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Crastnopol, M. (2009). Coming to Terms With Invisible Disability—Beyond Empathic Resonance: Commentary on Paper by Lauren Levine. Psychoanal. Dial., 19(4):474-479.

(2009). Psychoanalytic Dialogues, 19(4):474-479

Coming to Terms With Invisible Disability—Beyond Empathic Resonance: Commentary on Paper by Lauren Levine

Margaret Crastnopol, Ph.D.

For the clinician as for any parent, having a child with cognitive disabilities heightens one's sense of vulnerability and insufficiency. One is confronted with unbearably intractable limits, which generates doubt about one's therapeutic potential. The ability to empathize with a parent's distress is crucial, but only the starting point in treating a patient whose child is disabled. What may be most constructive is the dialectic between the analyst's relative detachment (involving compassion but also a willingness to dredge up disavowed negative feeling) and the parent's attached dismay. Lacanian and existentialist theories remind us that, whether normal or handicapped, we are all existentially in a state of lack. This perspective provides a useful touchstone for analyzing the experience of disability in one's own life and that of one's patients.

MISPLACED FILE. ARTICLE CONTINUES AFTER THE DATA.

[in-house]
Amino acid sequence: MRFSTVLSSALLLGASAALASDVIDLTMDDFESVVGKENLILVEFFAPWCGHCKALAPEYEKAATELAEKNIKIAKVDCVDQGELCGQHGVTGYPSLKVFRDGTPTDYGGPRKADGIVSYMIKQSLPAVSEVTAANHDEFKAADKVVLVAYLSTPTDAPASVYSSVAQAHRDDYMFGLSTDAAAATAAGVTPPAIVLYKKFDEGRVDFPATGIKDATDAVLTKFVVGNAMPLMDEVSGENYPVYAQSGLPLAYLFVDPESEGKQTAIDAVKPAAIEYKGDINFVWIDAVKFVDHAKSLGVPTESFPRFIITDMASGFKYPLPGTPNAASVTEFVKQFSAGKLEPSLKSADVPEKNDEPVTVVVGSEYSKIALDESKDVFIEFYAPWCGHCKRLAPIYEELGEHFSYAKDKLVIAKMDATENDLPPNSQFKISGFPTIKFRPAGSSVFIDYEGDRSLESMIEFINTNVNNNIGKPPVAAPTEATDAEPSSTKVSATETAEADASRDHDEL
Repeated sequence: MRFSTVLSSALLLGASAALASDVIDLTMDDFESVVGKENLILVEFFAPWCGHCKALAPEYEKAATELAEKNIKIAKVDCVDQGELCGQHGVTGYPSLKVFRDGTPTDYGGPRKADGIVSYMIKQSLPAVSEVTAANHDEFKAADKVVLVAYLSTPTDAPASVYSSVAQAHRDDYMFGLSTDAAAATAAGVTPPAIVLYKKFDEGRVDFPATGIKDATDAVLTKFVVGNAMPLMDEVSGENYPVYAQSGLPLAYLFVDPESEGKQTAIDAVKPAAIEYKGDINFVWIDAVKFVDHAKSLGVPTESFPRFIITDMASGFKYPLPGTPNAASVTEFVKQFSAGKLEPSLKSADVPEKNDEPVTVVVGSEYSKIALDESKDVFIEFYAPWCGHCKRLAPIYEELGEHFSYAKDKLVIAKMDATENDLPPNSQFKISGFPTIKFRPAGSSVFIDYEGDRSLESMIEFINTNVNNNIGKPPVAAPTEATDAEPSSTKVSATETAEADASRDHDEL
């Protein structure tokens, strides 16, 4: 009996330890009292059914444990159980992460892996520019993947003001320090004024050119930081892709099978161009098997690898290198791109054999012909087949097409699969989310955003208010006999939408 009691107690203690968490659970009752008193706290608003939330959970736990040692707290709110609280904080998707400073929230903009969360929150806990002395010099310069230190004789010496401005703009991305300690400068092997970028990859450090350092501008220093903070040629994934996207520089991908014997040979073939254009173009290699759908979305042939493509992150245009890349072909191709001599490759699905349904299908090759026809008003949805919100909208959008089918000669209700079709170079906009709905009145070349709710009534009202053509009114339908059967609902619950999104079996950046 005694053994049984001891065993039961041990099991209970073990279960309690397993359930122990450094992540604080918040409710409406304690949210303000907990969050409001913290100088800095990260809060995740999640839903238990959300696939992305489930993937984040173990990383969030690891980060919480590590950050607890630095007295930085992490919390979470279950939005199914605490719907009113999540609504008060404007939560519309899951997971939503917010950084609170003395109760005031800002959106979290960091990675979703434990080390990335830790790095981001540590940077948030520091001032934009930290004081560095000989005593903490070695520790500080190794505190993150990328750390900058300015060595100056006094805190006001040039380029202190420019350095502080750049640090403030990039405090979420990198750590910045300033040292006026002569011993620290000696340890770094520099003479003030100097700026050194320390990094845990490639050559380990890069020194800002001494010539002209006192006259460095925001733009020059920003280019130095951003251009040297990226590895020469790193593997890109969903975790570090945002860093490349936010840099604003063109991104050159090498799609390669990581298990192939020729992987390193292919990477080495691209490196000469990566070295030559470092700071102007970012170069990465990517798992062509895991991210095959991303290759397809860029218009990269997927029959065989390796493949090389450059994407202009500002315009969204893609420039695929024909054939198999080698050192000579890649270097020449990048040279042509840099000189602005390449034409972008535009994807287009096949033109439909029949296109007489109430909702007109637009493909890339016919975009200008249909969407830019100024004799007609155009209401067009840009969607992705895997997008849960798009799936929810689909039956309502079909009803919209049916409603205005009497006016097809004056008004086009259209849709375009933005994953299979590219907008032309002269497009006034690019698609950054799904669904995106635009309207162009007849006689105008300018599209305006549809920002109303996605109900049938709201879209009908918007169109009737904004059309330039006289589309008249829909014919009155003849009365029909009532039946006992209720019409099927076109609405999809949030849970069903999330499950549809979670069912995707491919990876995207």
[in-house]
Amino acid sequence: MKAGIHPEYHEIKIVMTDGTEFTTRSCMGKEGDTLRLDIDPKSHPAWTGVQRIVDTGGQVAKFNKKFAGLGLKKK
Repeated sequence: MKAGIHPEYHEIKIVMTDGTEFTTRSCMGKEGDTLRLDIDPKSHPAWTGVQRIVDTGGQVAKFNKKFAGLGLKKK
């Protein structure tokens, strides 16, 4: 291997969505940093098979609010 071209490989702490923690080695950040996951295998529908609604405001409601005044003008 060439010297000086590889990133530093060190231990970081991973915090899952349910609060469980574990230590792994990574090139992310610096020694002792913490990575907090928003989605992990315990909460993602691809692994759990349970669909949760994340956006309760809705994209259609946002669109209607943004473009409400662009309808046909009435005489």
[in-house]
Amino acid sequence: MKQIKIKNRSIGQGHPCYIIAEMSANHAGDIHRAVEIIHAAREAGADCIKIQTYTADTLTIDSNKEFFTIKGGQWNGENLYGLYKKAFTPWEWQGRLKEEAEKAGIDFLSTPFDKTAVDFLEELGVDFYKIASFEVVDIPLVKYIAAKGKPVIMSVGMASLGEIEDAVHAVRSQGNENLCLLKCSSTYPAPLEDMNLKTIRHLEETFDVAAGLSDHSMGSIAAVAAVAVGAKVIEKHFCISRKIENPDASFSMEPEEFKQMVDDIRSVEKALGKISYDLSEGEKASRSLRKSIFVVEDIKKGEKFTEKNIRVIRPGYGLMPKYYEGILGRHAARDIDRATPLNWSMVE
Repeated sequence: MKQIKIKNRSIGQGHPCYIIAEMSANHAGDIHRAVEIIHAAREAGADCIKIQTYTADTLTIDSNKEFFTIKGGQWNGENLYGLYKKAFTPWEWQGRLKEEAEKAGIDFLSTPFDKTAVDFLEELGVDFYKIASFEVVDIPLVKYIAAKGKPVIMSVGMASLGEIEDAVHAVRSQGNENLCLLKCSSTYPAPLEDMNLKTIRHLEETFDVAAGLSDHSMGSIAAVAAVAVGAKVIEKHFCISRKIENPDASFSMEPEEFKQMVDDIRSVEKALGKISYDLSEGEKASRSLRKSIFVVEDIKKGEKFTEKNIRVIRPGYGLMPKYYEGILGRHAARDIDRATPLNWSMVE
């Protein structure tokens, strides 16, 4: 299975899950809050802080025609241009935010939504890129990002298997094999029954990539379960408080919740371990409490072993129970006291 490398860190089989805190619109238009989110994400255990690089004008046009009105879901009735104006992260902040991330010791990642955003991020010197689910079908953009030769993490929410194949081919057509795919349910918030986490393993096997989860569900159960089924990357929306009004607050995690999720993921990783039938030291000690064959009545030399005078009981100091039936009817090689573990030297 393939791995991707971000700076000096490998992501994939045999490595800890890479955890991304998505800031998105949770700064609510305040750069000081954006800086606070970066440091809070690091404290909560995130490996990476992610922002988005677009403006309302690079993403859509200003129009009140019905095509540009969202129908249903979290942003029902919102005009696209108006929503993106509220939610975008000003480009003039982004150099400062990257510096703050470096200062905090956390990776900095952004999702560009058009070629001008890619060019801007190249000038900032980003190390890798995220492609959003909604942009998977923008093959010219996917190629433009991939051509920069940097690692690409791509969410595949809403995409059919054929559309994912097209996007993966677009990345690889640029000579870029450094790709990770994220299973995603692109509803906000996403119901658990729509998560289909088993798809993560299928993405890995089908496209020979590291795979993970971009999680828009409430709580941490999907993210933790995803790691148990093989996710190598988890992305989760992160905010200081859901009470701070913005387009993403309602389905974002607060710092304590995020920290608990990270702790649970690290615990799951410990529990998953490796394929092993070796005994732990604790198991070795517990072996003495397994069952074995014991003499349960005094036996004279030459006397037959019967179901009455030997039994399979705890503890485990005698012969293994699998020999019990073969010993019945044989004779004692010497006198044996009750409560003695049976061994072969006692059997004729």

In further response to Lauren Levine's paper, it is argued that it is tricky to prove (beyond showing that a training analysis promotes maturation in the broadest sense) that a given aspect of an analyst's own personal analysis resulted in the capacity to heal a particular patient. The point can be made most persuasively when the actual analytic exchange, messy and circuitous as it may be, is offered in great detail.

[This is a summary excerpt from the full text of the journal article. The full text of the document is available to journal subscribers on the publisher's website here.]

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